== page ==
A resource to inspire, inform and empower parents.

Blood and All It’s Lessons

Apparently I require strong messages from the universe in order for things to sink into my stubborn brain. When I was pregnant with Jack I thought I was really pushing myself. I worked up until the day before I was hospitalized to be induced. I worked with abused and neglected teenagers at a residential facility. I continued to run groups, conduct sessions and hang out on the floor. I thought I was really Badass.


One day I became light-headed while at lunch from work with a coworker. I was scared. He was scared. I stepped outside. It didn’t stop. He drove me to emergency room. Long story short I was fine, the baby was fine, but I disclosed to the staff that I am an anxious person. I went on to talk about how I am always worried something is wrong and I can really whip myself into a frenzy. I said something about worrying being my life motto and the doctor said “time to get a new life motto.” And he was right. The next few months of my pregnancy were more peaceful. I tried to focus on enjoying the time and preparing for baby.


Last week I started spotting. I know that it is really important to consult with professionals who know your individual situation when something goes wrong. But instead of calling the midwife I consulted Google. So naturally I was convinced that I was dying. When I did make the call to the midwife (who knows me well as she is my primary caregiver in this pregnancy and has access to medical records and knows my first birth story) she told me that based on what happened it could be due to about 100 benign things and I was in no way dying. She also added to stay the hell off of Google.


Those moments of terror led me to reflect on my initial pregnancy versus this one. By “working” up until the day before being induced I mean that I showed up at my office once a day. I actually slept in until about 10am, got dressed, drove to work, sat in my office, walked around a bit and went home a few hours later. The people I worked with were so worried that I would go into labor in front of them (how dare I!?) that they were happy to have me coming late and leaving early. Once home I sat on the couch, watched TV, read books, ate food that my husband delivered to me and then went to bed.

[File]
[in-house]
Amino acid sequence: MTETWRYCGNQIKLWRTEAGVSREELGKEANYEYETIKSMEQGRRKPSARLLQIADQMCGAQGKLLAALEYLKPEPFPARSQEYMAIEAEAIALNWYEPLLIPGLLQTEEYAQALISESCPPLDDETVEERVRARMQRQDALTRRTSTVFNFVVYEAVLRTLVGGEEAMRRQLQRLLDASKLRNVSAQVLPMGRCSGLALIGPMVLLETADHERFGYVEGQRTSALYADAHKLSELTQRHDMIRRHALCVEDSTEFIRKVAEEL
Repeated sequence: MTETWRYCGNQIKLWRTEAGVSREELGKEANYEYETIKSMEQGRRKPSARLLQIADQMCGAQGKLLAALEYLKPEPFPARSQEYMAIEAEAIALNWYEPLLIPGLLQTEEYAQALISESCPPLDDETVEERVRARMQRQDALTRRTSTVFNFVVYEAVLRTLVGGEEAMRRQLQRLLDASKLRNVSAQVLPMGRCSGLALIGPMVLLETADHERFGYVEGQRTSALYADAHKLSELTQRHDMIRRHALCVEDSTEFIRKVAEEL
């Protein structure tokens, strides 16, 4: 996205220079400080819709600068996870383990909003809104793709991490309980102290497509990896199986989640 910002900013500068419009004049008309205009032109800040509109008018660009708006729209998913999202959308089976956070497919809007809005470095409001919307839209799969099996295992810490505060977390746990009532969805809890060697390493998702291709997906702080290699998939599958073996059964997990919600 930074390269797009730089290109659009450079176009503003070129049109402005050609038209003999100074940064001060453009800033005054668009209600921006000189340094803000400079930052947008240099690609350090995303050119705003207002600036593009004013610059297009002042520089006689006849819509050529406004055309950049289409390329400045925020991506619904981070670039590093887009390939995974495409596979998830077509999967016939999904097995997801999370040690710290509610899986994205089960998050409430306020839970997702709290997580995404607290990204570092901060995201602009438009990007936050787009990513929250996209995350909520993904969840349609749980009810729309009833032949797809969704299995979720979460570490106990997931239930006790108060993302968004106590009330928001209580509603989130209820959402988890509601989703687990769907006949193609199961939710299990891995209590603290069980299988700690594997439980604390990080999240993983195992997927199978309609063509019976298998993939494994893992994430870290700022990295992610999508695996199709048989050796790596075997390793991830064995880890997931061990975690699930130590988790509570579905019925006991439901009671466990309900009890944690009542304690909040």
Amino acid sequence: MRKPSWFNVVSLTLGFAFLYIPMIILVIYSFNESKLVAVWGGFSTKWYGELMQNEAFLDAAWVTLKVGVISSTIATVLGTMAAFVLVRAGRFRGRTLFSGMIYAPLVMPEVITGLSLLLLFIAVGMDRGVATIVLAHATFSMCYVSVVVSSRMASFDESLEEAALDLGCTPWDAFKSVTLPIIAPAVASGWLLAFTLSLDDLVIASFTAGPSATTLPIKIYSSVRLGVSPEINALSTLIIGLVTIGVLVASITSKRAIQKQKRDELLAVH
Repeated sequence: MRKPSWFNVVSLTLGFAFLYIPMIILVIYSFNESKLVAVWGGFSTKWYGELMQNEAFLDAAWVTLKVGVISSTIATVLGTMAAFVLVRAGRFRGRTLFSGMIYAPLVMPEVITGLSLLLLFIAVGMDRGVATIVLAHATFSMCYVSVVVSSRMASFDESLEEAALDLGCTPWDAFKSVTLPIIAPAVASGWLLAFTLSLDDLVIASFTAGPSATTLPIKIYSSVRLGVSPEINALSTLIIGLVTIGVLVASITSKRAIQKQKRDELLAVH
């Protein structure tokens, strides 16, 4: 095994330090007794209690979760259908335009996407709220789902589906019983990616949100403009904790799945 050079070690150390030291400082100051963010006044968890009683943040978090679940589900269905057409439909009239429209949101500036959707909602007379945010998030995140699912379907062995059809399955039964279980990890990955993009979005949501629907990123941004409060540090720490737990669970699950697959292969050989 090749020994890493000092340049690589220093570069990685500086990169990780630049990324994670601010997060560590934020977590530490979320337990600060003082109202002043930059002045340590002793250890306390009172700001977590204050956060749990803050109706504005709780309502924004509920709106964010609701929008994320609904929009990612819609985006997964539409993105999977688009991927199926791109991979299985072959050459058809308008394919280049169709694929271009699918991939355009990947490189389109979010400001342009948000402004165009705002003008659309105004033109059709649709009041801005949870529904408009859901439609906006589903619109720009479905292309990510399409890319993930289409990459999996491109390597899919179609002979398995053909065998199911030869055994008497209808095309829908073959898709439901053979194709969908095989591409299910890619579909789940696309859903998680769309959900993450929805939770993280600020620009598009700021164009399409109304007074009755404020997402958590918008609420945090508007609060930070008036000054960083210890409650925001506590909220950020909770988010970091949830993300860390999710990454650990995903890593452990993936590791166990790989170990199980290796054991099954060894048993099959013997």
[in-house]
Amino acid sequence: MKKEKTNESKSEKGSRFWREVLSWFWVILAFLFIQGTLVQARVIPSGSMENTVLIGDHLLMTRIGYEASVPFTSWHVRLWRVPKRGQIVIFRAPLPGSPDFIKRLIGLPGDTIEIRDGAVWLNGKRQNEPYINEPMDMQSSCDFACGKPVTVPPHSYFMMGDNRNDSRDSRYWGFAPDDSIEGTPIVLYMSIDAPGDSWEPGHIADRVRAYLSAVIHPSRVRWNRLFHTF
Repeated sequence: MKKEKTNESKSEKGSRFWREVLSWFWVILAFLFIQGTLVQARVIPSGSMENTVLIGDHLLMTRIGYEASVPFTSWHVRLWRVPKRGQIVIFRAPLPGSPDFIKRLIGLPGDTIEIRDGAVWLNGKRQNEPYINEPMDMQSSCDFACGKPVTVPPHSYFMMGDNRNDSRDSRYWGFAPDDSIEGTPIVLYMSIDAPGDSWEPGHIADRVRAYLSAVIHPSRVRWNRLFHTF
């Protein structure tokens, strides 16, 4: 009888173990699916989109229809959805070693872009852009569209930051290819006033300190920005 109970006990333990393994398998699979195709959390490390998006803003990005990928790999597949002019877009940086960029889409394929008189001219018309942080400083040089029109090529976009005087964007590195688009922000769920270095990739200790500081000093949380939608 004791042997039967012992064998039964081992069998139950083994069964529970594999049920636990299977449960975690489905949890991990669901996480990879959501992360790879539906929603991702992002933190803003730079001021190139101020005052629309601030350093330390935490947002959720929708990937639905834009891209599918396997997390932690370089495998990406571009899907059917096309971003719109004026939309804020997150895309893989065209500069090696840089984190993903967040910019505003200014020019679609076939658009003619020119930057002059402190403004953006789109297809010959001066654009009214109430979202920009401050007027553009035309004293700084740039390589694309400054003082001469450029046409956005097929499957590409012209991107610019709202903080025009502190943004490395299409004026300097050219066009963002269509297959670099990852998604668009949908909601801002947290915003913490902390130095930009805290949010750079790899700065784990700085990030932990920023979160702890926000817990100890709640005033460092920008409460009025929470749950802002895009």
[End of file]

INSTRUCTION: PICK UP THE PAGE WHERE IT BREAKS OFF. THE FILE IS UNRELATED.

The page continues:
This pregnancy has been a slightly different story. I found out that I was pregnant the day after returning from MommyCon Los Angeles. I did 3 more MommyCon’s (Chicago, San Francisco and Austin). The last one at 33 weeks pregnant. I have had little time to absorb the fact that I am pregnant since the get go. Until becoming uncomfortably large I often forgot I was pregnant at all. This pregnancy my office is my home. I get up and down off the floor with Jack about 67 times a day, lift him up 45 times a day and run after him as he explores life with his 2 ½ year old intense curiosity and excitement. I also run The Badass Breastfeeder which for some reason always involves me digging into 2 heavy boxes that sit at the end of my dining room table.


The pregnancy is different. Life is different. But I am the same. With Jack I sat around a lot. With this new baby I haven’t sat at all. But both times my unique ability to get carried away with whatever I am focusing on at the time bit me in the ass. When I saw the bleeding and my midwife directed me to simply “cool it” I walked to my recliner with my toddler man and we sunk into each other’s arms. He had a cold so we stayed in that chair for about 4 days. I decided at that time that these moments with him will soon be gone and I better get my head out of my ass and enjoy them. Sitting here with him nursing, playing with my necklace, looking up at me with his blue eyes, will never be the same again. Life as I know it, life as I have tried so hard to adjust to, that has changed in every aspect since his birth, that has me working harder than I have ever worked before, that is a magnificent madness from one moment to the next is about to get flipped upside down. Again. I have no idea what I am in for. Jack has no idea what he is in for. For now we hold on tight to each other, waiting, like on a roller coaster being pulled up the big hill, clicking along, waiting for the moment when all things stand still for just a second before going over the other side.

Abby Theuring, MSW